Crazy Little Brother Yang’s Electronic Music Festival draws controversy over pricey goods

After the May Day holiday, #Sanzhiyang’s participation in organising an electronic festival and accused of overcharging customers# (三只羊参与举办电音节被指宰客) hit Weibo’s (China’s Twitter-like platform) Hot Search List on 7 May, garnering 150 million views. Crazy Little Brother Yang, the first Douyin (China’s TikTok equivalent) streamer to reach 100 million subscribers, was one of the organisers of this Electronic Music Festival as well as the CEO of Sanzhiyang Group.

On social media, many residents in the neighbourhood complained about the noise from the festival, and netizens also complained about the high price of water sold on site. A bottle of purified water was selling for 20 RMB (2.82 USD), and a bottle of Red Bull, which was priced around 10 RMB (1.41 USD) outside the venue, cost as much as 28 RMB (3.95 USD) after entering.

On the same day, Crazy Little Brother Yang sent a video response saying that the Electronic Music Festival commodities have marked up the prices. Although some stalls were found to be overpriced, he intervened on the afternoon of 3 May to instruct merchants to lower their prices, ensuring they were the lowest at the festival. He also announced that water at future music festivals would be provided free of charge.

Crazy Little Brother Yang has raised doubts over media reports supposedly targeting him, yet recent livestreaming by Sanzhiyang has always been negative. During this year’s CCTV 3.15 Gala, which centres on China’s consumer rights and interests, a product that Sanzhiyang once introduced in the livestreaming room was officially criticised. Notably, Crazy Little Brother Yang failed to make Douyin Live’s TOP20 list of individuals with merchandise in March. In response to the controversies, Crazy Little Brother Yang expressed his intention to decrease his on-screen presence, repositioning his identity more towards entrepreneurship rather than grassroots activism, gradually transitioning from the forefront to behind the scenes.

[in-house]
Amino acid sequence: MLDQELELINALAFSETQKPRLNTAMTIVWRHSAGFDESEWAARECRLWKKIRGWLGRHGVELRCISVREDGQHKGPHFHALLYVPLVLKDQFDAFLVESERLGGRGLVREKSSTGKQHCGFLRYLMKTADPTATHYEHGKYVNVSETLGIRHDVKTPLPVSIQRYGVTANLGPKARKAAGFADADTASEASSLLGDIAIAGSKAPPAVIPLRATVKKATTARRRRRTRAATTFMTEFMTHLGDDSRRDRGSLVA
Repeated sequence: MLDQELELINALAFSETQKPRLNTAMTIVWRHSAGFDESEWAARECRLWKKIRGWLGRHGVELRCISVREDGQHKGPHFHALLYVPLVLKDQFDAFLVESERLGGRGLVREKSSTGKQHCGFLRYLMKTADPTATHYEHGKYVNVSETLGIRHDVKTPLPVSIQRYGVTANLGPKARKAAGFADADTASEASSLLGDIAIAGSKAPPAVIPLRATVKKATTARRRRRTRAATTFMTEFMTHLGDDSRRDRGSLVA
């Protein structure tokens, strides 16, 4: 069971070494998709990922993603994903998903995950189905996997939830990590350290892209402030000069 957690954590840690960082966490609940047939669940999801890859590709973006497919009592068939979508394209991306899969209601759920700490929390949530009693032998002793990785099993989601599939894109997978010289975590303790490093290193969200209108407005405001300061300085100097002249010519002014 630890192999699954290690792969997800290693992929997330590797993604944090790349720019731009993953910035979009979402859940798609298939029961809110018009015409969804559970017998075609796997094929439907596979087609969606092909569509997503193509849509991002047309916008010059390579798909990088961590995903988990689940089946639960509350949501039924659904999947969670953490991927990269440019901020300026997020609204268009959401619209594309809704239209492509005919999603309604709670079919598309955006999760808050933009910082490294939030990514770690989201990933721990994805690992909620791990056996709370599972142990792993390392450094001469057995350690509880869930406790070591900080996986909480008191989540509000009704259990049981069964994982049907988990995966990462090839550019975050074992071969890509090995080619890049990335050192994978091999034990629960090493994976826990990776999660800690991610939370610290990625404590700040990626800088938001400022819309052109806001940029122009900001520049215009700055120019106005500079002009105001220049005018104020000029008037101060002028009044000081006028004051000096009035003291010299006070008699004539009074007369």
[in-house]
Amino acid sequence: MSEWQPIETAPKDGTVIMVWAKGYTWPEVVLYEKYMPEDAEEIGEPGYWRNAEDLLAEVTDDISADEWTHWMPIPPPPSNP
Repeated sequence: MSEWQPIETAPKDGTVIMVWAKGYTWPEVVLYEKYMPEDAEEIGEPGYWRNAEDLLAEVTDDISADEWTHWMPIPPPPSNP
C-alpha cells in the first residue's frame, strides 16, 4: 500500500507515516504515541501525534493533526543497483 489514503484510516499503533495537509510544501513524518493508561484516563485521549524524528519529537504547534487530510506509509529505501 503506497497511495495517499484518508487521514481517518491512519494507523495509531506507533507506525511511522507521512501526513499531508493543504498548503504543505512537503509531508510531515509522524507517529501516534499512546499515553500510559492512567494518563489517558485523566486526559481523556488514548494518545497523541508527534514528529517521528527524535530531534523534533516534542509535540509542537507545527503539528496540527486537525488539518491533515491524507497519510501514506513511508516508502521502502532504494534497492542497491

On 7 May, local market supervision and management staff stated they had been attentive to related complaints but initially concluded that the pricing was in accordance with regulations. Netizens on Weibo also commented, “The most profitable industry in China is hotels, where a room’s price can skyrocket by dozens. If you encounter events like the music festival or May Day holidays, booking in advance can’t spare you from such surprises, as breaching contracts seems to be a norm.”


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